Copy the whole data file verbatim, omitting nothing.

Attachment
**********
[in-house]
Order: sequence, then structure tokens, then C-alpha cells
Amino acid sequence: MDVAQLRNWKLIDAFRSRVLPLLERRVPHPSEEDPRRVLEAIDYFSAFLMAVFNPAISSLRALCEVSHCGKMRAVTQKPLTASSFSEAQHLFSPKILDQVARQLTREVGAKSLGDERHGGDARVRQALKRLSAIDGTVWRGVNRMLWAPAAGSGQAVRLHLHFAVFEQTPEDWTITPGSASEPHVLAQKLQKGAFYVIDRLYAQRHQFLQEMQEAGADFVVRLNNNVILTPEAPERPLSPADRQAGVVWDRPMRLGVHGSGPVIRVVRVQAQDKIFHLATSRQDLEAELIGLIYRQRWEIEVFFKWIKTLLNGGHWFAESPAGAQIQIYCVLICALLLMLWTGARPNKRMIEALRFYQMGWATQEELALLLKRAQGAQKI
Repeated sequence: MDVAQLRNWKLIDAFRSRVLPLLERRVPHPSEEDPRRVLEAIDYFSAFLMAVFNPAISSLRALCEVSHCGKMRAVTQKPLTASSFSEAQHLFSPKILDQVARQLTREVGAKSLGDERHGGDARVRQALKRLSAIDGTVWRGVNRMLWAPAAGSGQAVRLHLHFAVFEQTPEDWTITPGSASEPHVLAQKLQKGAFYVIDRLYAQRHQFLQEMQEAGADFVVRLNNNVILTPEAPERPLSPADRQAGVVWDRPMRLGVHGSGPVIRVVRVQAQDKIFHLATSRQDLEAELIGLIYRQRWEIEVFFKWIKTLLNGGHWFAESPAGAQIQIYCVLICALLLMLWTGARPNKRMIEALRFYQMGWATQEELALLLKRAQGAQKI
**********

[in-house]
Order: sequence, then structure tokens, then C-alpha cells
Amino acid sequence: MDVAQLRNWKLIDAFRSRVLPLLERRVPHPSEEDPRRVLEAIDYFSAFLMAVFNPAISSLRALCEVSHCGKMRAVTQKPLTASSFSEAQHLFSPKILDQVARQLTREVGAKSLGDERHGGDARVRQALKRLSAIDGTVWRGVNRMLWAPAAGSGQAVRLHLHFAVFEQTPEDWTITPGSASEPHVLAQKLQKGAFYVIDRLYAQRHQFLQEMQEAGADFVVRLNNNVILTPEAPERPLSPADRQAGVVWDRPMRLGVHGSGPVIRVVRVQAQDKIFHLATSRQDLEAELIGLIYRQRWEIEVFFKWIKTLLNGGHWFAESPAGAQIQIYCVLICALLLMLWTGARPNKRMIEALRFYQMGWATQEELALLLKRAQGAQKI
Repeated sequence: MDVAQLRNWKLIDAFRSRVLPLLERRVPHPSEEDPRRVLEAIDYFSAFLMAVFNPAISSLRALCEVSHCGKMRAVTQKPLTASSFSEAQHLFSPKILDQVARQLTREVGAKSLGDERHGGDARVRQALKRLSAIDGTVWRGVNRMLWAPAAGSGQAVRLHLHFAVFEQTPEDWTITPGSASEPHVLAQKLQKGAFYVIDRLYAQRHQFLQEMQEAGADFVVRLNNNVILTPEAPERPLSPADRQAGVVWDRPMRLGVHGSGPVIRVVRVQAQDKIFHLATSRQDLEAELIGLIYRQRWEIEVFFKWIKTLLNGGHWFAESPAGAQIQIYCVLICALLLMLWTGARPNKRMIEALRFYQMGWATQEELALLLKRAQGAQKI